10 Balance Hacks From Folk Rebellion Founder Jess Davis

We asked NOISEMAKER + Folk Rebellion founder Jess Davis what has been instrumental in navigating her journey and what advice she could share with the POUND Posse when it comes to maintaining a ‘healthy’ balance. Here’s what she had to say.


Sometimes we don’t see ourselves the way other people do.


For me, checking in with my loved ones to make sure I am still operating the way I SAY I am operating is key. My husband will be the 1st to point out the my cell phone has made it into the bedroom or that the laptop is still open as we head into dinner. It happens. There are deadlines and opportunities you don’t want to miss. But for me its always been a slippery slope. Having extra eyes and ears around really helps.


#1: Start the Day Off Right.
Mornings should be sacred alone time for your brain. Remove the cell phone from beside your bed. If your phone serves as your alarm clock, purchase an alarm clock for cheap. Start your day without Kardashian-related breaking news phone notifications infiltrating your brain. Use this time to set your goals for the day. Without unnecessary phone distractions, you might be able to start work earlier.


#2: Prioritize Emails.
Handle your most important emails first, and whenever possible, batch emails together. For example, rather than bouncing between emails pertaining to 15 different projects, use keyword searches and filters to focus on one project at a time. Your brain will spend less time switching between tasks, which will let you unplug faster.


#3: Encourage Phone Calls.
Manage people’s expectations about when to hear back from you via email. If they don’t expect a response as quickly, they will be less likely to freak out and send multiple emails. My email signature explicitly encourages phone calls if I am needed urgently.


#4: Get it Off Your Person.
Try not to have your phone in your pocket or within arms reach at all times. As an addict myself, I notice that if its easy to reach, I check it. To conquer this, I recommends putting some physical distance between yourself and your device. For focus, stow it away it in a desk drawer while working on deadline that require undivided attention.


#5: Social? Think Desktop.
While many of us think of phones as productivity devices, the reality is we often use them for less focused purposes. I recommend not checking social media on the fly; rather, consider consuming it on a desktop. Between faster Internet connections and speedier typing, one can get through their social media to-do list faster if it’s on a desktop.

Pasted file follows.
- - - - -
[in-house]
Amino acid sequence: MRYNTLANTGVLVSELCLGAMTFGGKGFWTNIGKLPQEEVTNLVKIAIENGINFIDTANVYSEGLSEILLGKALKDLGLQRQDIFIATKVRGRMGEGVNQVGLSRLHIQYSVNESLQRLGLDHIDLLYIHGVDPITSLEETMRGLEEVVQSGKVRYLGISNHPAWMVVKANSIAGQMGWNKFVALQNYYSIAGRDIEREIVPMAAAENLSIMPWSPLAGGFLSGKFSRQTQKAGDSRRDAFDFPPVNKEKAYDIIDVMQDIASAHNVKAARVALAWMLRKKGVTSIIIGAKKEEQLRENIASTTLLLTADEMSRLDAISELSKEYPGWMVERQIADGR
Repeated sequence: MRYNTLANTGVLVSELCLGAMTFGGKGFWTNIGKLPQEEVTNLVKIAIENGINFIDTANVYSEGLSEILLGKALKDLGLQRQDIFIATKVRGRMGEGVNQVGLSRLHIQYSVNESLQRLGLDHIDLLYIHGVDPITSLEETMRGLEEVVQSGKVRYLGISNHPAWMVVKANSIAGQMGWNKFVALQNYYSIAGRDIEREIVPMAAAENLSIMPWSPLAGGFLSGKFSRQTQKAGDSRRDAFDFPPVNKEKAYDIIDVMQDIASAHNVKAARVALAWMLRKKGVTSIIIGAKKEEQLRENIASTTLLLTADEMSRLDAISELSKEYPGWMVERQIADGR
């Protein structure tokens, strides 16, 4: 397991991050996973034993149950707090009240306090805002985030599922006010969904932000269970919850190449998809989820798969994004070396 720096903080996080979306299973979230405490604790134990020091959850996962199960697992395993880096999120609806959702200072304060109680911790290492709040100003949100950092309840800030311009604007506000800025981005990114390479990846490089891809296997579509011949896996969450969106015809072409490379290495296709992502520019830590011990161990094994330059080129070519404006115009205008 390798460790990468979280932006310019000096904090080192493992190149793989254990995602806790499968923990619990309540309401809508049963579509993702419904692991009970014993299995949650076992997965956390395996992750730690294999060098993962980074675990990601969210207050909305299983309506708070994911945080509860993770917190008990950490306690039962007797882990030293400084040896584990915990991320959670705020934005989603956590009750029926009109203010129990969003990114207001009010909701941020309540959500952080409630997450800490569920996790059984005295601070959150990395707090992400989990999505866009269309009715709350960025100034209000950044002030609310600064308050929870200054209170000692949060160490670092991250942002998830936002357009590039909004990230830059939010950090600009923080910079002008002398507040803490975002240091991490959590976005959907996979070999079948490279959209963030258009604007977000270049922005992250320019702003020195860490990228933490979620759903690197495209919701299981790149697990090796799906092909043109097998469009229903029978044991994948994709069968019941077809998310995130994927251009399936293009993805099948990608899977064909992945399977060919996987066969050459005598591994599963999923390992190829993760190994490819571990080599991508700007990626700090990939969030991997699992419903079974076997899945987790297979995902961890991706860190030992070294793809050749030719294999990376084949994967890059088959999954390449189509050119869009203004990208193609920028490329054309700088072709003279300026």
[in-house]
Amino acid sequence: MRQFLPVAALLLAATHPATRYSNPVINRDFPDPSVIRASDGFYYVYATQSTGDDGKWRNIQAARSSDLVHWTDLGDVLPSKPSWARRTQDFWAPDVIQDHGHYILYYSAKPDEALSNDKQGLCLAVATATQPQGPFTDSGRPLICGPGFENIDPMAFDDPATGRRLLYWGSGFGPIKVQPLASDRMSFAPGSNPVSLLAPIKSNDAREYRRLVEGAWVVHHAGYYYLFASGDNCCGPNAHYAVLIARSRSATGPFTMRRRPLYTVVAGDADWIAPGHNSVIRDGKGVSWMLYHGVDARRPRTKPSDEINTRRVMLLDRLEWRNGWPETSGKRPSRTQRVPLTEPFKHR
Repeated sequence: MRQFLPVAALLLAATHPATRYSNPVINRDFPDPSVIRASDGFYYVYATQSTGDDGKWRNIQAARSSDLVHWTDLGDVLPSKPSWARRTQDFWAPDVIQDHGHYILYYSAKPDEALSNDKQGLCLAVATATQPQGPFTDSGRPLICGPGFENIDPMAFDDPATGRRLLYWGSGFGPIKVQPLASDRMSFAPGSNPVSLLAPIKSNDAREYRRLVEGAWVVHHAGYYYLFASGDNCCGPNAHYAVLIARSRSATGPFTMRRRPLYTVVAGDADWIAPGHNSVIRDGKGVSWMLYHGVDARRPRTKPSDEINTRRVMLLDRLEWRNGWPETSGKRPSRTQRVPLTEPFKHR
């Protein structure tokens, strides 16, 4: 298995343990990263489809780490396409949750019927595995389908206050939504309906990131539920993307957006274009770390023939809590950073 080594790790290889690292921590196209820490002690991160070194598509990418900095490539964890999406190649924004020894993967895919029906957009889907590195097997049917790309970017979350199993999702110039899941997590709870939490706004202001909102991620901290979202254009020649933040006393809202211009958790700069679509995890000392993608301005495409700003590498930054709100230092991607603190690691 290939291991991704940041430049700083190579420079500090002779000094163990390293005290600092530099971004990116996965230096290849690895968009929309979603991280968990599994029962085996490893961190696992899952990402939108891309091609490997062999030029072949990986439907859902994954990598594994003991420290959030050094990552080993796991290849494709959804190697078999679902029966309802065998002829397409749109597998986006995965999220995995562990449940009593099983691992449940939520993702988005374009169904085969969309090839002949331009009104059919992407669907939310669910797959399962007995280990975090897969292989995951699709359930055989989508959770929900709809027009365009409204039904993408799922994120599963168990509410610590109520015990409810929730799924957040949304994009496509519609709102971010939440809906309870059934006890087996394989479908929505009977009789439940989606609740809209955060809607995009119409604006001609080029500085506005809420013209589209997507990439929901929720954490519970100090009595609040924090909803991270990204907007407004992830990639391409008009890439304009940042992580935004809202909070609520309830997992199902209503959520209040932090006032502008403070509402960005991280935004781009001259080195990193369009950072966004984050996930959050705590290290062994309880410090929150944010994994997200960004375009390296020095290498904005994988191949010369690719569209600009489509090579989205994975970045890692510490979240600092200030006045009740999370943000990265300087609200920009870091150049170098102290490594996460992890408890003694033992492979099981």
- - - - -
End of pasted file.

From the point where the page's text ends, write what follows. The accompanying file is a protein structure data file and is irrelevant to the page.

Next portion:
#6: Lunchtime Means Break Time.
Take your lunch away from a screen. Even if it’s 15 minutes. Walk without your phone. I promise the world will not explode if you are unavailable for less than an hour.


#7: Always On = Less Productive.
Studies are consistently proving that the “always on” mentality leads to diminished productivity. When you leave work, leave work. Those who do not unplug to some extent tend to burn out. I am sure there will be people in your life happy to see your face without the glow from your screen.


#8: Tangible Isn’t a Bad Thing.
Replace screens when possible with tangible objects such as books or magazines, which help train your brain to read long form and may improve focus. Furthermore, short digestible online content forces you to click to more content more frequently, costing you precious seconds of lost productivity–which, over time, will add up.


#9: Use Your Hands.
I’ve found that people that do things with their hands for a living or have hobbies involving their hands are less ‘addicted’ to technology. I believe it’s because their hands are always busy. Musicians, makers, artists, dancers, athletes, yogis, surfers all are less tethered because they have something in their life where either a phone can’t enter or their hands are too busy to be bothered. You might not cut out to be a yogi, but a hobby to keep your hands occupied might help you unplug.


#10: Bring Manners Back.
Be courteous and put the phone away for meetings, meals, and while being waited on either at a coffee shop, takeout counter, or restaurant. Plain and simple, it’s rude not to. You may think you’re being more productive, but you’ll get through checkout faster if you’re not distracted. At business functions, you may even meet a key new contact or close an important deal, all because you were unplugged and focused on the humans around you.



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